- The reasons you can be disqualified from jury duty — There are 10 disqualifications from jury service. The way you report a disqualification depends on the type of disqualification.
- Jurors are picked using random selection — Prospective jurors are selected at random from the resident lists supplied to the Office of Jury Commissioner every year. Random selection means that if you're eligible to serve, you have the same chance of being summoned as anyone else who’s on the jury list with you, even if you've already served before. This is why some people may be summoned several times before their spouses, neighbors, or friends ever receive a summons. See learn about the Massachusetts jury system for more information.
- Courthouses are chosen to help keep jury pools diverse — Jurors are randomly assigned to courthouses within their judicial districts, which is usually the county. The goal is to make sure that the jury pool in each court has a mix of people from all over the district, not just those who live closest to the courthouse. In special circumstances, you can request a hardship transfer, but remember that inconvenience isn’t an eligible hardship.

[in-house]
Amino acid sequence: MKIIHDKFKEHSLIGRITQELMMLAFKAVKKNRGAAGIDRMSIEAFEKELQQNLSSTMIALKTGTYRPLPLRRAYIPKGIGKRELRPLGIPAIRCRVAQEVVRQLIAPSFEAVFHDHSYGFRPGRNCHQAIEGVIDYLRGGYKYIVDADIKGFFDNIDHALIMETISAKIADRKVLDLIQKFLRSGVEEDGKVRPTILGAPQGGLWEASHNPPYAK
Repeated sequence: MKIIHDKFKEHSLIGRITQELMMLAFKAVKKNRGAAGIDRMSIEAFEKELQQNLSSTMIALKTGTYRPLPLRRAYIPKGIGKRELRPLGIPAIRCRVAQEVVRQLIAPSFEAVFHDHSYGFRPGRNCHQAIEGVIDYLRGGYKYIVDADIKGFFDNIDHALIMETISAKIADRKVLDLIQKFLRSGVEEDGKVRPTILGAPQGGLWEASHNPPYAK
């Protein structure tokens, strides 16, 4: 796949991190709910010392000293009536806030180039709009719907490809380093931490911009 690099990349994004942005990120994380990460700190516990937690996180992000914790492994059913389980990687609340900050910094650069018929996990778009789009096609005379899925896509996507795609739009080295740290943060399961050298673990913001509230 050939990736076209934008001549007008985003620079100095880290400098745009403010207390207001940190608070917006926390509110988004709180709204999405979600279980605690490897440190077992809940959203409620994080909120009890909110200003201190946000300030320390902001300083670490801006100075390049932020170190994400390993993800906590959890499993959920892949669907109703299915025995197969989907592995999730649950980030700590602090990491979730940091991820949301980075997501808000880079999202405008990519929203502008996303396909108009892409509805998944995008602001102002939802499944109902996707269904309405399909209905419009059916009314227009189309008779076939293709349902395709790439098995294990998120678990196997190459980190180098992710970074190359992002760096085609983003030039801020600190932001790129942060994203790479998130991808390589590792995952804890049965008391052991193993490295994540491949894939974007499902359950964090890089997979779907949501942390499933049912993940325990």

- There are age limits for jury duty — You must be 18 or older to perform jury duty. If you're 70 or older, you can choose whether or not you want to perform jury service.
- Be prepared to serve up to 3 days — You will likely only serve for 1 day, but you should be prepared to stay for up to 3 days.
- You can get jury duty updates by email — You can sign up to receive an email telling you whether or not you need to appear for jury duty on the Massachusetts Juror Service Website.
- You can also get jury duty updates by phone — You can find out if you need to appear for jury duty on the day before you’re scheduled to serve by calling the Juror Line listed on your Reminder Notice after 3 p.m.
- What you should bring to jury duty — On the day of jury duty, you can bring:
- Food and drinks. You will likely sit and wait for a while, and lunch break isn’t until 1 pm.
- Reading materials
- A cell phone and/or laptop. However, be aware that there is no Wi-Fi.
- Your employer has to pay you for your jury service — See learn about compensation for jury duty for more information. If you’re retired, unemployed, or a student, you can get your expenses reimbursed.
- Call the juror helpline if you lose your summons — If you’ve lost or misplaced your summons, call 1 (800) THE-JURY (843-5879) for help. See Get help if you lose your jury summons for more information.
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This page, Top 10 things prospective jurors should know about jury duty, is part of
Top 10 things prospective jurors should know about jury duty
A list of the top things you should know about jury duty in Massachusetts.